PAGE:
WEEKEND WEB: Shares reach new heights
MONEY MATTERS: By SCott Woods, financial advisor at Bingham-Woods Independent Financial Advisors, 2 Bridge Street, Spalding. Tel 01775 718257.
Company shares (equities) continue to scale fresh heights. US equities reached all-time highs, lifted by Republican Party plans to cut taxes, and also by a benign economic backdrop of good GDP growth, low unemployment, low inflation and low interest rates.
The S&P 500 index is up 25 per cent since President Donald Trump was elected last year.
Emerging markets have gained even more. Hong Kong and Japanese equities are at two-year highs.
Risks, of course, remain, especially around North Korea, and the possibility that a new chair of the US Federal Reserve could be appointed in January who might raise interest rates more quickly than dovish incumbent Janet Yellen.
Spanish company shares and government bonds underperformed their euro-area counterparts after a reported two million Catalans voted to break away from Spain in a referendum.
Investor disquiet over the ensuing political crisis grew as Catalonia’s president Carles Puigdemont pledged to push ahead with a formal declaration of independence in the coming days. Spain’s IBEX 35 stock market index dropped three per cent on Wednesday, while its bond yields lurched higher for a third day (yields move inversely to prices). Still, market tensions eased somewhat after Puigdemont called for external help in brokering a deal with the Spanish government.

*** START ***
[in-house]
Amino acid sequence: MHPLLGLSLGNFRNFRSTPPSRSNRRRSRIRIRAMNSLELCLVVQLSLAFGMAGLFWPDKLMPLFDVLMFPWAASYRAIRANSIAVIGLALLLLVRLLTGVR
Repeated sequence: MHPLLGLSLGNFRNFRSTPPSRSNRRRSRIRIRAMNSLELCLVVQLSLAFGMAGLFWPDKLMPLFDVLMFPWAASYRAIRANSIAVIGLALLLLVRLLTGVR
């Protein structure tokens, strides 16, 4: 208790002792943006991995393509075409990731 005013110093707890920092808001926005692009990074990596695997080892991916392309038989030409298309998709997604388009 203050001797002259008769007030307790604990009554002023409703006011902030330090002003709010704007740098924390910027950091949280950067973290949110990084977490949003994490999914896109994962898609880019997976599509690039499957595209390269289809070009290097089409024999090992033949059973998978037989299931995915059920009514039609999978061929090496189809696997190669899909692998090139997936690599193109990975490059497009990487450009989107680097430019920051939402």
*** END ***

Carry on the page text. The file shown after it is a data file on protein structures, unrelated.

Chinese investors have celebrated their annual Mid-Autumn Festival, an occasion marking the end of harvest and the fullest moon of the year. It seems they can afford to take a break from participating in the stock market: year-to-date, the MSCI China index has increased by over 38 per cent in sterling terms. Chinese shares have been buoyed by a slew of better than expected economic data, particularly in manufacturing. China’s central bank also orchestrated looser monetary conditions last week in a bid aimed at helping Chinese smaller companies.
• The value of investments and the income they produce can fall as well as rise. You may get back less than you invested.